\[1/1000000 = [1, -1, 1, 1, -1, 10, 1, -1, 1, 1,\\-2, 11, 1, -1, 1, 1, 0, 9, 0, 1, 2, 9, 0, 1, 4, 9, 0, 1, 8, 2, 0, 1, 2]\] \[\scriptsize{}\frac{1}{1000000} = 1 - \cfrac{1}{1 + \cfrac{1}{-1 + \cfrac{10}{1 - \cfrac{1}{1 + \cfrac{1}{-2 + \cfrac{11}{1 - \cfrac{1}{1 + \cfrac{1}{0 + \cfrac{9}{0 + \cfrac{1}{2 + \cfrac{9}{0 + \cfrac{1}{4 + \cfrac{9}{0 + \cfrac{1}{8 + \cfrac{2}{0 + \cfrac{1}{2}}}}}}}}}}}}}}}}\]

You can see a few things in this. First, that surely this isn’t anything like “standard form” for these continued fractions. But also I suspect you can tell what sorts of initialization I used in my “random guesses” in the various hill-climbing passes, and maybe even see the numbers looking kind of opaque.

Imagine we’ve asked a software-synthesis system (aka “genetic programming”) to write an algorithm to “find constants for some \(c\)”, and it started pooping out weird-looking numbers like those. But those numbers are right (as long as I’ve typed them in correctly here), so you can’t blame the poor thing for doing what you asked. When I say that “making changes in the user’s head” is one of the core use cases of these artificial systems, this is what I mean. If those representations aren’t what you want, then what should you ask for in addition?

I mean think about it: Could it be that what you really want \(1000\) to be \([1000]\), not to be some smaller number plus a weird back-asswards way of representing “some other smaller number”? I think maybe. But is it the case that you want the “standardized” form? In all situations? I think not.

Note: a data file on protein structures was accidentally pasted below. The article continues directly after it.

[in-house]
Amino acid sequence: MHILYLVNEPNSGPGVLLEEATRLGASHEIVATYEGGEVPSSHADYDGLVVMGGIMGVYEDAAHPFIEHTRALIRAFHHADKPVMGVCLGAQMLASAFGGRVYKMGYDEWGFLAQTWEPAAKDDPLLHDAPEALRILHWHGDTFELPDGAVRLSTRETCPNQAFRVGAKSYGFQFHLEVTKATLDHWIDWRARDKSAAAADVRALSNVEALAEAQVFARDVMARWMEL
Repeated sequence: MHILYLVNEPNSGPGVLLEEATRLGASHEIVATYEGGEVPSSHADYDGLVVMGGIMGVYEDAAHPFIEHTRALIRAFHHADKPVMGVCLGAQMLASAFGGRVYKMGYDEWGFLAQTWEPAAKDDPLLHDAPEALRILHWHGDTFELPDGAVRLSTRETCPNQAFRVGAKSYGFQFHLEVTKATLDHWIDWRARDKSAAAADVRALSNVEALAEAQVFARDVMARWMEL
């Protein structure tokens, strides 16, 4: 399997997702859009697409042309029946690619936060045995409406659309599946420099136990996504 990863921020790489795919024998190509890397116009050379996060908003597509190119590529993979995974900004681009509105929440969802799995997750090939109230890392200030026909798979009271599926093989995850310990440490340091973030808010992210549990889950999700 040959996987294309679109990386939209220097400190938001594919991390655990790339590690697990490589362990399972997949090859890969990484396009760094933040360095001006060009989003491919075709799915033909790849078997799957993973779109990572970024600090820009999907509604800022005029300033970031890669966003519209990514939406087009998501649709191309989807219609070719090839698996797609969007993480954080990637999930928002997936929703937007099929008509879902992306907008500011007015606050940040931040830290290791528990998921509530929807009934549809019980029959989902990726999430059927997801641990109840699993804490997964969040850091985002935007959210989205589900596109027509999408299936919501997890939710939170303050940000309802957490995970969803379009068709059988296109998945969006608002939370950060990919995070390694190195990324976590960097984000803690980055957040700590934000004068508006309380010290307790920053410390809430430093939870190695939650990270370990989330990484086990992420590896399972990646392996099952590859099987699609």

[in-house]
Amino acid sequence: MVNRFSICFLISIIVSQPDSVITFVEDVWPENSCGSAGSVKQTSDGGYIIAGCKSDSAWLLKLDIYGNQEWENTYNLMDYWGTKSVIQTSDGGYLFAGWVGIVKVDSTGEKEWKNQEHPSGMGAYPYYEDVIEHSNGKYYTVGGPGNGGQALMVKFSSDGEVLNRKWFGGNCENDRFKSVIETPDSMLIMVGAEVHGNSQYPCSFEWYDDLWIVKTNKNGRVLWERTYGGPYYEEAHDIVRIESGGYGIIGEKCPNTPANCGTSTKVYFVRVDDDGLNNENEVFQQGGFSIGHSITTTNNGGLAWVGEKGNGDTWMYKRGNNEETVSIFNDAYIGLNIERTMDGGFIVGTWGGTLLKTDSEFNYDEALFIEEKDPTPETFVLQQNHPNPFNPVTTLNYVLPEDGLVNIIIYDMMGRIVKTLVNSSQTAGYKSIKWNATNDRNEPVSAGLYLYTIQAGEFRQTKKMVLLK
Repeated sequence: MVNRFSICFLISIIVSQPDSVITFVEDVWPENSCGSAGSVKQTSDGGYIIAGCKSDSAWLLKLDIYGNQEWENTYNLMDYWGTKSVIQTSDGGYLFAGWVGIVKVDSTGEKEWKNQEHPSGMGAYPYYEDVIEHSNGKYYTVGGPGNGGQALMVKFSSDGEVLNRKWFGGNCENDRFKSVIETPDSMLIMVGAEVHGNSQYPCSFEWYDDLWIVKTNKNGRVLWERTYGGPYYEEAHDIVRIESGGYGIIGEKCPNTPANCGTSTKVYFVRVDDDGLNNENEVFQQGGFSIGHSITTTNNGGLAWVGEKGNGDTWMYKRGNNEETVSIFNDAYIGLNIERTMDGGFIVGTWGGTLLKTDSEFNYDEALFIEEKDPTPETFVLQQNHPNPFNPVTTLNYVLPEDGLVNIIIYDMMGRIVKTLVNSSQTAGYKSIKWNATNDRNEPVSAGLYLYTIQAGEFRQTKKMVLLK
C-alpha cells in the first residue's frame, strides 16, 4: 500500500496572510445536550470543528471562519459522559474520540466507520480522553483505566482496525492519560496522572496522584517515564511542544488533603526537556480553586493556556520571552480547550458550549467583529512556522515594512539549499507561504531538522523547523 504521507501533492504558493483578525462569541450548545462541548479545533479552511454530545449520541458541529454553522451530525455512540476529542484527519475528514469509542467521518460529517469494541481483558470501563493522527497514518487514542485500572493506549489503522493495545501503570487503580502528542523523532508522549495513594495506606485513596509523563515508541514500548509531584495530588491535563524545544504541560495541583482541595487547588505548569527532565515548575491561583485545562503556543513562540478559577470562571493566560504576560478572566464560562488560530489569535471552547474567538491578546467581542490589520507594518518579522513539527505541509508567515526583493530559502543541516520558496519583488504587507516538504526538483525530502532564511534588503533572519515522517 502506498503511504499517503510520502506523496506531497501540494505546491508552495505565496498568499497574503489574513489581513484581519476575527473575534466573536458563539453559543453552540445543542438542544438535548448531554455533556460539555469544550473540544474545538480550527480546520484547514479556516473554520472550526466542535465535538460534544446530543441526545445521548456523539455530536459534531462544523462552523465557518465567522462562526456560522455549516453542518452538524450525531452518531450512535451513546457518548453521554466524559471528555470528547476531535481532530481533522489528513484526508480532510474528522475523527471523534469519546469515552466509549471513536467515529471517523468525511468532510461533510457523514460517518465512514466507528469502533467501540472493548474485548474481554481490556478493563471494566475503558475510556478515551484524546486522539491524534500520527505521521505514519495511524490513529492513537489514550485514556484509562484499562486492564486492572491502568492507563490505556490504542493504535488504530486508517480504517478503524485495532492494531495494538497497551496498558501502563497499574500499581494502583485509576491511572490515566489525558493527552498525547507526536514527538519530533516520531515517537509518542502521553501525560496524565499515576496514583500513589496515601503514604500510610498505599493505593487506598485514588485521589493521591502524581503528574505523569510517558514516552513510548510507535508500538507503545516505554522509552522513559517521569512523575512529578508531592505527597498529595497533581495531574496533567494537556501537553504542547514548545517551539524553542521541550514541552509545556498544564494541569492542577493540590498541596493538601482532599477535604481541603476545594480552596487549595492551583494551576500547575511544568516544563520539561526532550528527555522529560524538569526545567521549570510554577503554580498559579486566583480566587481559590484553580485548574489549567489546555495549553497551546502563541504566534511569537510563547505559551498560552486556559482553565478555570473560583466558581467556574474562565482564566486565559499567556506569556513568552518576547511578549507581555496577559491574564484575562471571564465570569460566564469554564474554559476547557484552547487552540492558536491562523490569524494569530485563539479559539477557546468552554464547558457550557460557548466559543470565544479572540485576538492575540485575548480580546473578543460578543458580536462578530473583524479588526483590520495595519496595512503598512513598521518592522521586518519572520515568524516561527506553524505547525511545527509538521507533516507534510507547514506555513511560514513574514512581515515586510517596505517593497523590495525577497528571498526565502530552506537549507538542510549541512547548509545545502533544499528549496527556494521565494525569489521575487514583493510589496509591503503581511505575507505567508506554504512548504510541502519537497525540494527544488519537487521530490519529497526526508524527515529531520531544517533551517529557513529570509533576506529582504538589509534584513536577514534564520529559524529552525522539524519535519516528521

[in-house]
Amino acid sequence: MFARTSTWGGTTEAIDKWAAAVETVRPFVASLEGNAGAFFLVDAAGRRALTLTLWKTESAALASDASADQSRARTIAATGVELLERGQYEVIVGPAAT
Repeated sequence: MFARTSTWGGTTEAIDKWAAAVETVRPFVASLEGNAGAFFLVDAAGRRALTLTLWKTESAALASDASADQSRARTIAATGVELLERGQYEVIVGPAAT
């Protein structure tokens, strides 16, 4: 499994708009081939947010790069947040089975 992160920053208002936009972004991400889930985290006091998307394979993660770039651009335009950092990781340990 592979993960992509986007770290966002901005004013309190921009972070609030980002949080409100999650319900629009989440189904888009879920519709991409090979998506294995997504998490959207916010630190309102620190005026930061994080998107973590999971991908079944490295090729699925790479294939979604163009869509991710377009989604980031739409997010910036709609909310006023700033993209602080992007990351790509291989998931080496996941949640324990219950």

Or suppose you decide you don’t want to see different answers when you ask for \(1000\) twice in a row. Again, which of the infinite representations do you then want? Why? Do you want one which permits only integer constants, or one that also permits rational (non-integer) constants? Or one that might include negative floating-point constants? Or complex numbers? Why any of those? Why not?

Could it be that you’re interested (as many folks seem to be) with the relative rate of convergence of the representation to the target value? I mean when I write \([1000]\) vs. \([21, 13, 1, -5, 6, -11, 12, -6, 29, 4, 62]\) I can see that the latter converges at a noticeably slower speed to the target. But what I don’t actually know a good representation for \(c\) in this format? For instance, what if \(c = c_1 + c_2\), and I just want any value that satisfies that relation for two known summands?

That one’s particularly interesting, you may notice. Because arithmetic on continued fractions—without converting them to “normal” numbers—is a notoriously hard problem. But it would sure be great to have, because floating point numbers are crap in comparison….

More (including my code) in a bit. I just wanted to show and tell. And also play with MathJax’s support for the \cfrac{}{} function….

  1. Spoiler: it ain’t

  2. No it isn’t.